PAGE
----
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I have the following complex number $ z = (40-9i)·(a+7i) $ and I want to find the number $ a $ such that $ \left| z \right| = 1025 $

I tried to solve it through a couple of methods such as developing $ z $ to represent the product, try to isolate $ a $, try to put the modulus formula in an equation-like fashion but I'm stuck in the same place.

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$$|z|=|(40-9i)(a+7i)|=|40-9i||a+7i|=41|a+7i|=1025$$ $$\therefore |a+7i|=25 \implies a=\pm 24$$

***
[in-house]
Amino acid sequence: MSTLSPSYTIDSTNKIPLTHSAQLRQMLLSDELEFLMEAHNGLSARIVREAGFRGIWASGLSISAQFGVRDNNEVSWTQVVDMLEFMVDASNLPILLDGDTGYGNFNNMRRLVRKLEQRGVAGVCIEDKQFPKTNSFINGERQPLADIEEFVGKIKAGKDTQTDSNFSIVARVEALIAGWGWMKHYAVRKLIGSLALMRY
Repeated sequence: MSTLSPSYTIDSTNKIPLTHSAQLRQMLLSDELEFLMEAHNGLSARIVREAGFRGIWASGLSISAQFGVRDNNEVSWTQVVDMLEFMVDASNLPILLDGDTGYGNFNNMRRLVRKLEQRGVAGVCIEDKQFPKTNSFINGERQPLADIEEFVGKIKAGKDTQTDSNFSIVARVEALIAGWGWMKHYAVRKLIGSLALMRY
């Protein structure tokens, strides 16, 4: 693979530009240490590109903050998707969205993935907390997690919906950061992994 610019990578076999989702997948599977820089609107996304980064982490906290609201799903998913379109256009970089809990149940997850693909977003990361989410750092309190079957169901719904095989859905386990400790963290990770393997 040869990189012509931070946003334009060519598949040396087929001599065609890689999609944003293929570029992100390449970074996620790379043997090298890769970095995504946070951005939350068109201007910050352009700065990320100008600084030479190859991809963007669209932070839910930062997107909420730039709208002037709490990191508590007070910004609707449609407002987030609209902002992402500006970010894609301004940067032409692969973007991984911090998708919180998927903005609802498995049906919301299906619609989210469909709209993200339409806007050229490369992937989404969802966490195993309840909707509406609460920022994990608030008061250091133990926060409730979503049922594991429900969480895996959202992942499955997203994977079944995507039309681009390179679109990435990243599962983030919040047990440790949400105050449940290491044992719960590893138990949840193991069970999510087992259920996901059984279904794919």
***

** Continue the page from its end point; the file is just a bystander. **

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  • $\begingroup$ In "polar form" we can write the two numbers as $a_1e^{i\theta}_1$ and $a_2e^{\theta_2}$ where $a_1$ and $a_2$ are the moduli of the two complex numbers and $\theta_1$ and $\theta_2$ are the "arguments" so that the product is $(a_1a_2)e^{i(\theta_1+ \theta_2)}$. That clearly has modulus $a_1a_2$. That is why Peter Foreman can just multiply the two moduli. $\endgroup$
    – user247327
    Mar 10 '19 at 16:03
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Well: $$(40-9i)(a+7i)=(40a+63)+(280-9a)i$$ So: $$1025^2=(40a+63)^2+(280-9a)^2$$ This is just a quadratic.

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  • $\begingroup$ What's the problem with this answer? $\endgroup$ Mar 10 '19 at 15:57

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